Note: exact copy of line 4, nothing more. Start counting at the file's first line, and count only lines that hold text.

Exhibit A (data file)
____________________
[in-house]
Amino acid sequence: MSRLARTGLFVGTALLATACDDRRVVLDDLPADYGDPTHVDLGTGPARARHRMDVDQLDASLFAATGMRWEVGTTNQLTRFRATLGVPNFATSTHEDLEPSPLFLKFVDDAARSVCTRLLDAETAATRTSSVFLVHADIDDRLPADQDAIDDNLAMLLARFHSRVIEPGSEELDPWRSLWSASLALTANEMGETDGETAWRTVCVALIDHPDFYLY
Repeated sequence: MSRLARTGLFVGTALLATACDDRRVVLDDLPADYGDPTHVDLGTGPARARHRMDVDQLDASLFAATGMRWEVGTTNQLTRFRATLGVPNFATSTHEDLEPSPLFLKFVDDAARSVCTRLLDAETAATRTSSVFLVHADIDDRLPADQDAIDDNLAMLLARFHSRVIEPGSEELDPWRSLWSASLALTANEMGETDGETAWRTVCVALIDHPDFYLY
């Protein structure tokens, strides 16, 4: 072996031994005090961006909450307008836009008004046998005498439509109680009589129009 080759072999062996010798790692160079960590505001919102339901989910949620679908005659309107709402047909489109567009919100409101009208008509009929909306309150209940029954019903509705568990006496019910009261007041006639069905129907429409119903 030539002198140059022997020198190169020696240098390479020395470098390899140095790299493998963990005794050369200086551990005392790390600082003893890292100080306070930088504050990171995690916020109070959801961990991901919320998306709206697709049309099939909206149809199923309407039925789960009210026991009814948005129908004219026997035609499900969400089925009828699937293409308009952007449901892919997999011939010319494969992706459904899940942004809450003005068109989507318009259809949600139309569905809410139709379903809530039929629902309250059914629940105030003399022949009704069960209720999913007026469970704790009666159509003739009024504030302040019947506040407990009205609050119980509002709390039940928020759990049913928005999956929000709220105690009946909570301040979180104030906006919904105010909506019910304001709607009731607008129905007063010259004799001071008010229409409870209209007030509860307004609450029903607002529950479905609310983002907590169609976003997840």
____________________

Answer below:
């Protein structure tokens, strides 16, 4: 072996031994005090961006909450307008836009008004046998005498439509109680009589129009 080759072999062996010798790692160079960590505001919102339901989910949620679908005659309107709402047909489109567009919100409101009208008509009929909306309150209940029954019903509705568990006496019910009261007041006639069905129907429409119903 030539002198140059022997020198190169020696240098390479020395470098390899140095790299493998963990005794050369200086551990005392790390600082003893890292100080306070930088504050990171995690916020109070959801961990991901919320998306709206697709049309099939909206149809199923309407039925789960009210026991009814948005129908004219026997035609499900969400089925009828699937293409308009952007449901892919997999011939010319494969992706459904899940942004809450003005068109989507318009259809949600139309569905809410139709379903809530039929629902309250059914629940105030003399022949009704069960209720999913007026469970704790009666159509003739009024504030302040019947506040407990009205609050119980509002709390039940928020759990049913928005999956929000709220105690009946909570301040979180104030906006919904105010909506019910304001709607009731607008129905007063010259004799001071008010229409409870209209007030509860307004609450029903607002529950479905609310983002907590169609976003997840």